Greens preselection wrap


There a whole bunch of interesting preselections currently taking place or concluding in various Greens state parties. Unfortunately I know a lot more than I’m able to say here, but I’ll give you what I can. This list shows that the Greens are currently preselecting for potential new MPs in every state  except for Western Australia (where they’ve hit the ceiling for the near future).

It looks like Tammy Jennings is the clear frontrunner now to be the Greens’ lead MLC candidate in South Australia. I can’t say any more than that at this time.

Former president of Liberty Victoria and prominent barrister Brian Walters SC has been preselected as the Greens candidate for the state seat of Melbourne, defeating, amongst others, Moonee Valley councillor and President of the Victorian Local Government Association, Rose Iser.

The preselection to choose the Queensland Greens Senate candidate is currently underway, with the process wrapping up in early October. There may be other candidates, but there are at least four candidates, with Connors and Waters being the clear frontrunners:

  • Larissa Waters – 2007 Senate candidate and 2009 candidate for Mount Coot-tha
  • Libby Connors – Perennial candidate, most recently in Yeerongpilly at the 2009 state election.
  • Jenny Stirling – Perennial candidate in the Townsville area.

The Greens are also currently choosing their candidate for the ACT Senate race. While nominations are yet to close, it appears that previously reported rumours about potential candidates do not appear to be accurate. However, there is another figure from outside the party who appears to be the frontrunner, and hopefully I can report that at a later date.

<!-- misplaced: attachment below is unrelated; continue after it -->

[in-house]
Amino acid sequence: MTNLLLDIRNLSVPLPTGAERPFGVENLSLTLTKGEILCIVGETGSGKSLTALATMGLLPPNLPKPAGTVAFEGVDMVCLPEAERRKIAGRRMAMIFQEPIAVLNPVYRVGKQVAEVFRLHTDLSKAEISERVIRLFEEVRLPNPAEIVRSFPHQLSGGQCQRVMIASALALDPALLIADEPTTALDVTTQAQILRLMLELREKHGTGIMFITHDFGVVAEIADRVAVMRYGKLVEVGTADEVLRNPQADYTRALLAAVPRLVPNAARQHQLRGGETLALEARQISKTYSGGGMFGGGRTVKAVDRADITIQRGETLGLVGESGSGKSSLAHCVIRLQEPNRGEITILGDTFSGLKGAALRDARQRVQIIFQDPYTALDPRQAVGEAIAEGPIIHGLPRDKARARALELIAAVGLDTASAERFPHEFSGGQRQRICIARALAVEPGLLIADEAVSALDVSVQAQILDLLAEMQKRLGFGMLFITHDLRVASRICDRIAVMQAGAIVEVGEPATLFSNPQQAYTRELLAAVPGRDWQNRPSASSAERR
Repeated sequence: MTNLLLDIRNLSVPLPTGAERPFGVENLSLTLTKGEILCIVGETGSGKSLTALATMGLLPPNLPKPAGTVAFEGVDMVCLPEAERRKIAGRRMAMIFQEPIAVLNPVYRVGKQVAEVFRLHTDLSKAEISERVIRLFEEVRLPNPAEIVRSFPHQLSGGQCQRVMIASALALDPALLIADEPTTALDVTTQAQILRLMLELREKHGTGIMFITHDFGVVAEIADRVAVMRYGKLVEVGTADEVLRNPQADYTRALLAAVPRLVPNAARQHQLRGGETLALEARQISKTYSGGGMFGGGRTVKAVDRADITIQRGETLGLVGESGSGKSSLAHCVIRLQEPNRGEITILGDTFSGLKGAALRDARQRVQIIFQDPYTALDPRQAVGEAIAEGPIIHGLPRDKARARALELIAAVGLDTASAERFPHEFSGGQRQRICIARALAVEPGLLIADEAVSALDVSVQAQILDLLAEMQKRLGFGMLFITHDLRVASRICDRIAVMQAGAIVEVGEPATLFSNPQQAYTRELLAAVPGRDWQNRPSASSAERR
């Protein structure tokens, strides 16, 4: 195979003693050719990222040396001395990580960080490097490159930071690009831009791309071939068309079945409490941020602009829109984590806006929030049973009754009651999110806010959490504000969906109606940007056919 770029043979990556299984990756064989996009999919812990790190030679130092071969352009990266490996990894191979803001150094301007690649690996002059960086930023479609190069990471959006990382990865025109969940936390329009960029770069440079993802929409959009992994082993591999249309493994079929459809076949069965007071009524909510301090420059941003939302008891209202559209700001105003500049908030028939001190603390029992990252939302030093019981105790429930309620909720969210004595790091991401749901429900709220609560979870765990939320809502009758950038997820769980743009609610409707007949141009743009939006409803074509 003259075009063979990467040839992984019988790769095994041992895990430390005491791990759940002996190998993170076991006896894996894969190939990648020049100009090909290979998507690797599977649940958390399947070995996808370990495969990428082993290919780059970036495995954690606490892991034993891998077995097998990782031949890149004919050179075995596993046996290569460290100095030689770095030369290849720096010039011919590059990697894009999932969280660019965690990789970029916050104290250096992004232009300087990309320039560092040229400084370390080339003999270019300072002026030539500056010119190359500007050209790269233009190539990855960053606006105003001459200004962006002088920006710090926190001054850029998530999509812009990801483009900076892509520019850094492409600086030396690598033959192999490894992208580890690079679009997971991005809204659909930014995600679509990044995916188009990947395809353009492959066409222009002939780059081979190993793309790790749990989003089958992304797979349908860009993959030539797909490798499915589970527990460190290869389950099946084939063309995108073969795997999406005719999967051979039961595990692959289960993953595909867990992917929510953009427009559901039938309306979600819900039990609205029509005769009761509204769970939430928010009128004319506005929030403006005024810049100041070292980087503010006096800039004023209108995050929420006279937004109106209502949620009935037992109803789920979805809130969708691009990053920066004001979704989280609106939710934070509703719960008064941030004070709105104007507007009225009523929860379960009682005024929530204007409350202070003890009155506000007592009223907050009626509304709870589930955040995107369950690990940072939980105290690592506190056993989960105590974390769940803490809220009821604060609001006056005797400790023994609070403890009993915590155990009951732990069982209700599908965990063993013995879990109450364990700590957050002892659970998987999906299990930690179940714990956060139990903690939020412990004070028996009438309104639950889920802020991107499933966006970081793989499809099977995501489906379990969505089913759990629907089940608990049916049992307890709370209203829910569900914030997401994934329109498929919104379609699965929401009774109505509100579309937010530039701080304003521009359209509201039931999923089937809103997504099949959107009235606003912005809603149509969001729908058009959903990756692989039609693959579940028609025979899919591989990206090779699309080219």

Preselection for the Victorian Legislative Council’s Eastern Metropolitan region is also taking place at the moment. The race is the best chance for the Victorian Greens to elect another MLC from Melbourne. Amongst those standing are Emma Henley and Peter Campbell, who both have websites, although it appears Henley’s website is no longer accessible. Update: Stephen L reports in comments that Eastern Metro preselection was won by Damian Magner, 2006 candidate for Eltham. Marcus Ward has also been preselected to run again in Western Victoria.

The Tasmanian Greens have chosen their candidate for Braddon, the only electorate which does not have an incumbent Greens MHA. The candidate is Paul O’Halloran, who led the ticket at the 2006 election. I think it’s safe to assume that Nick McKim, Kim Booth, Tim Morris and Cassy O’Connor will be preselected again in their own seats.

The Greens are set to preselect a former politician with no previous links to the Greens to run in the federal seat of Brisbane, and I’m not talking about Ronan Lee.

The NSW Greens are about to kick off the preselection to choose our ticket for the Legislative Council for the 2011 state election and to choose a replacement for Lee Rhiannon when she resigns to run for the Senate. The preselection will take place mainly in October-November with the conclusion in early December. I’m actually the Returning Officer, so it will be inappropriate for me to provide any commentary, beyond possibly listing the candidates when nominations close. I’ve also decided that it would be too hard for me to separate my RO role from moderating comments on the topic, so any comments on the NSW Greens Legislative Council preselection will be deleted. Sorry, you’ll need to go somewhere else.

Update: I originally listed Matthew Ryan-Sykes as a Queensland Senate candidate, but apparently he is not standing. Sorry for my mistake.

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  1. Libby Connors is my Godmother actually. Her husband, Drew Hutton, was the QLD senate candidate in 2004.

  2. Eastern Metro is over. It was won by Damian Magner (Eltham 2006) in a tight three-way race.